Penicillin is often prescribed instead of ciprofloxacin for strep throat.
Taking ciprofloxacin for strep throat is usually effective, but it’s not always the best treatment option. The chemical action of ciprofloxacin, sometimes known as cipro, works against the variety of bacteria that cause strep throat. Some bacterial populations, however, may have mutated and become resistant to this antibiotic. Other antibiotics are commonly used before ciprofloxacin, both because of the need to limit the development of drug resistance and because of ciprofloxacin’s side effects, which can be quite serious.
It may be necessary to try more than one type of antibiotic for strep throat.
Ciprofloxacin is an effective antibiotic against a wide variety of bacterial infections. Like all antibiotics, it does nothing to fight a viral infection. It works by interfering with some of the chemicals that many types of bacteria need to grow and reproduce. This drug normally kills or weakens a large percentage of a bacterial population, and the body’s immune system can then deal with any surviving bacteria.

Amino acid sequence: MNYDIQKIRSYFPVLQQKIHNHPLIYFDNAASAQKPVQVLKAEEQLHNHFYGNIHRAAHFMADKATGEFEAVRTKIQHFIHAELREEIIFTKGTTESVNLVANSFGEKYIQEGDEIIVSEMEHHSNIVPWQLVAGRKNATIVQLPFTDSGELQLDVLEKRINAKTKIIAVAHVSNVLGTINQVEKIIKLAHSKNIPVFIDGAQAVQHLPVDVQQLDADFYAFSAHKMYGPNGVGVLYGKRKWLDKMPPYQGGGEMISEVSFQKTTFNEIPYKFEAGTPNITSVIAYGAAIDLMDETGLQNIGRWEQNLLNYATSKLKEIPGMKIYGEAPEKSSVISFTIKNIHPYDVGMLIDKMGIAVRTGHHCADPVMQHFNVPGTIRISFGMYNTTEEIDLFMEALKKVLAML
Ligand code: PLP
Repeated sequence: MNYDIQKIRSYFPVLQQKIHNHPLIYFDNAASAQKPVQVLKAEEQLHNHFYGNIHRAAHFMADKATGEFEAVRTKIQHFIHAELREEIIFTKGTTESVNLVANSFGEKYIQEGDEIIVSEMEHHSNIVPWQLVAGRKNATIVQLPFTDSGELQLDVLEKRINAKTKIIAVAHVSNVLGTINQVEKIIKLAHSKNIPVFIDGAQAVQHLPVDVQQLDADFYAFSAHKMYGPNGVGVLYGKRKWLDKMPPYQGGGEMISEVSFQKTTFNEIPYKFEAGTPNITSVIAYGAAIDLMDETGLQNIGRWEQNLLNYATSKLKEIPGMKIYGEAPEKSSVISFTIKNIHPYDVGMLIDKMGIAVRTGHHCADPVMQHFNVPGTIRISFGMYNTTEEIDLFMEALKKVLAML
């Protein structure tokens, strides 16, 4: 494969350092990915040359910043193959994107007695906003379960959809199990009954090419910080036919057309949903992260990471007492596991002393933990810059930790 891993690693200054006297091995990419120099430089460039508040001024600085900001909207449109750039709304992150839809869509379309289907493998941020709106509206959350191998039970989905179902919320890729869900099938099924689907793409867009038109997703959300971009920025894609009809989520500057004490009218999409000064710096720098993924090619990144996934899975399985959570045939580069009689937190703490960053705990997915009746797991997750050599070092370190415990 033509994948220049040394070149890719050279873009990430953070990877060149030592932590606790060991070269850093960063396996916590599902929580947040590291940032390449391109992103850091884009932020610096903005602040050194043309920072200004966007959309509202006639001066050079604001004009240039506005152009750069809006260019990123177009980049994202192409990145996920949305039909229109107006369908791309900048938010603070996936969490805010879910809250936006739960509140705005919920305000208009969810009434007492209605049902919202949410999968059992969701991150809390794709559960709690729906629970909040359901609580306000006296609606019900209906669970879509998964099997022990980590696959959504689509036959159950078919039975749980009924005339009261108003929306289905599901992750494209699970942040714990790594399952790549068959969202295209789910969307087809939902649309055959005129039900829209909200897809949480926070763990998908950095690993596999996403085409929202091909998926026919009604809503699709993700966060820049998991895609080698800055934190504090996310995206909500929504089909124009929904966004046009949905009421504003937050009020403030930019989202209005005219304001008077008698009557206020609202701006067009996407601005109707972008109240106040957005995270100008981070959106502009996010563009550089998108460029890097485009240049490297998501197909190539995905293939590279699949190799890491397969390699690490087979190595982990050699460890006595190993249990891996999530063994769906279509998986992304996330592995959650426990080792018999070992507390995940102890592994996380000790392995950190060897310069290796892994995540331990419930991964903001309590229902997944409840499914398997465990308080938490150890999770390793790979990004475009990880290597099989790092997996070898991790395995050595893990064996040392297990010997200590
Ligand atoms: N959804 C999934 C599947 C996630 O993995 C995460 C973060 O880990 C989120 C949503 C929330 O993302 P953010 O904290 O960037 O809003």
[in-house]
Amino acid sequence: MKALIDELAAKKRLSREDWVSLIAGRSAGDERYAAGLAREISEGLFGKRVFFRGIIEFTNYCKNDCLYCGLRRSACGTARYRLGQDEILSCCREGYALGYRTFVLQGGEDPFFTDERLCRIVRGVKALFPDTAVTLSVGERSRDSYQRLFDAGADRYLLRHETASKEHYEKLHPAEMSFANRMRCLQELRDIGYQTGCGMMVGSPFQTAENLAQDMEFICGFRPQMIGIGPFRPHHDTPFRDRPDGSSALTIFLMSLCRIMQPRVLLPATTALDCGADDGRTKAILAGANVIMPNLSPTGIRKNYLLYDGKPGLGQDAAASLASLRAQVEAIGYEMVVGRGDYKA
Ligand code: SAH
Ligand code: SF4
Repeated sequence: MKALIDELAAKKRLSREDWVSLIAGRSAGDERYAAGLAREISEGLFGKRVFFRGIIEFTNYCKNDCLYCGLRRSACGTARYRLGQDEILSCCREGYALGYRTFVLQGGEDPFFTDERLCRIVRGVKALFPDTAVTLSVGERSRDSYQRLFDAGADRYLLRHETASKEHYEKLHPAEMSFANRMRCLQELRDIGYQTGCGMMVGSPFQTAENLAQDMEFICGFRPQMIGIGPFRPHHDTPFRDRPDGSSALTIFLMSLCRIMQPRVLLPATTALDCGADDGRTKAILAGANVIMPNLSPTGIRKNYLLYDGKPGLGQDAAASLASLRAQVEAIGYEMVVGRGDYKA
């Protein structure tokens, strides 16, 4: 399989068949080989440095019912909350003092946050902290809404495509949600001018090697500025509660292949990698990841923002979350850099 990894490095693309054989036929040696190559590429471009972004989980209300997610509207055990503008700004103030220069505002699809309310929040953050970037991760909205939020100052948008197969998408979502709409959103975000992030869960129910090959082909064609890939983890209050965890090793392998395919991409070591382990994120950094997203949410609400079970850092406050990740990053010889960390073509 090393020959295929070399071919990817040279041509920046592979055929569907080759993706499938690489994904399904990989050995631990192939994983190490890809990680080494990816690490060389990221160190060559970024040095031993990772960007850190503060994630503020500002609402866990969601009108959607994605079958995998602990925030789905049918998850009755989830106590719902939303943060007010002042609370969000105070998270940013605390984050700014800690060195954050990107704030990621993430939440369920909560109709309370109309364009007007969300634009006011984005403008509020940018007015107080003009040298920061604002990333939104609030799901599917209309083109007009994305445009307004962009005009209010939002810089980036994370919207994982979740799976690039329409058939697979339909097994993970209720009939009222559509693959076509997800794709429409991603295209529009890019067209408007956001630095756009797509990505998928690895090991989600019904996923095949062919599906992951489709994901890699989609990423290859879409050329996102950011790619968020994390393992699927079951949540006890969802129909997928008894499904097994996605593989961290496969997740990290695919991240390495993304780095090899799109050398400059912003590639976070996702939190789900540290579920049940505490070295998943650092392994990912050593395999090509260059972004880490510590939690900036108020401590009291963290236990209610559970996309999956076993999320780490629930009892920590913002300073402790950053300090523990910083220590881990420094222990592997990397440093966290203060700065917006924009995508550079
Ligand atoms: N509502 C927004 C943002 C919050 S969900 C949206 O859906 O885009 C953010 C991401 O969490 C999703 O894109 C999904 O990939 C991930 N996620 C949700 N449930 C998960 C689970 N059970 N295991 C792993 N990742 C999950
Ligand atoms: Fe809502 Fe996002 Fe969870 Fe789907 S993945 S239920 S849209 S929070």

Gargling with warm salt water can help temporarily relieve a sore throat.
The variety of streptococcal bacteria responsible for streptococcal infection is normally susceptible to ciprofloxacin treatment. This medication is normally prescribed for seven to ten days and is normally taken twice a day. It is important to space out doses of this medication at 12-hour intervals because this will maintain a stable and effective level of antibiotics in your bloodstream. If the concentration of ciprofloxacin or any other antibiotic drops too much, then might bacterial populations be able to recover, which could lead to the development of resistant strains?
Taking ciprofloxacin can cause light sensitivity in some patients.
Penicillin and other antibiotics are often prescribed instead of ciprofloxacin for strep throat. This is because the bacteria that cause strep throat often respond to other antibiotics just as effectively and because the side effects of ciprofloxacin can be more severe than those associated with some other antibiotics. Cipro interacts with many other medicines and some patients will not be able to take it if they have negative reactions to the class of antibiotics it belongs to.
A throat culture may be performed to determine which antibiotic will work best for the strain of streptococcus present.
In a small number of cases, taking ciprofloxacin for strep throat may be ineffective due to bacterial resistance. This is quite unusual because bacteria have to undergo a very complicated mutation to develop such an immunity, but it is not unheard of. If this medication is ineffective due to bacterial immunity, some other antibiotic will normally be used. Newer, more powerful antibiotics often produce even more serious side effects.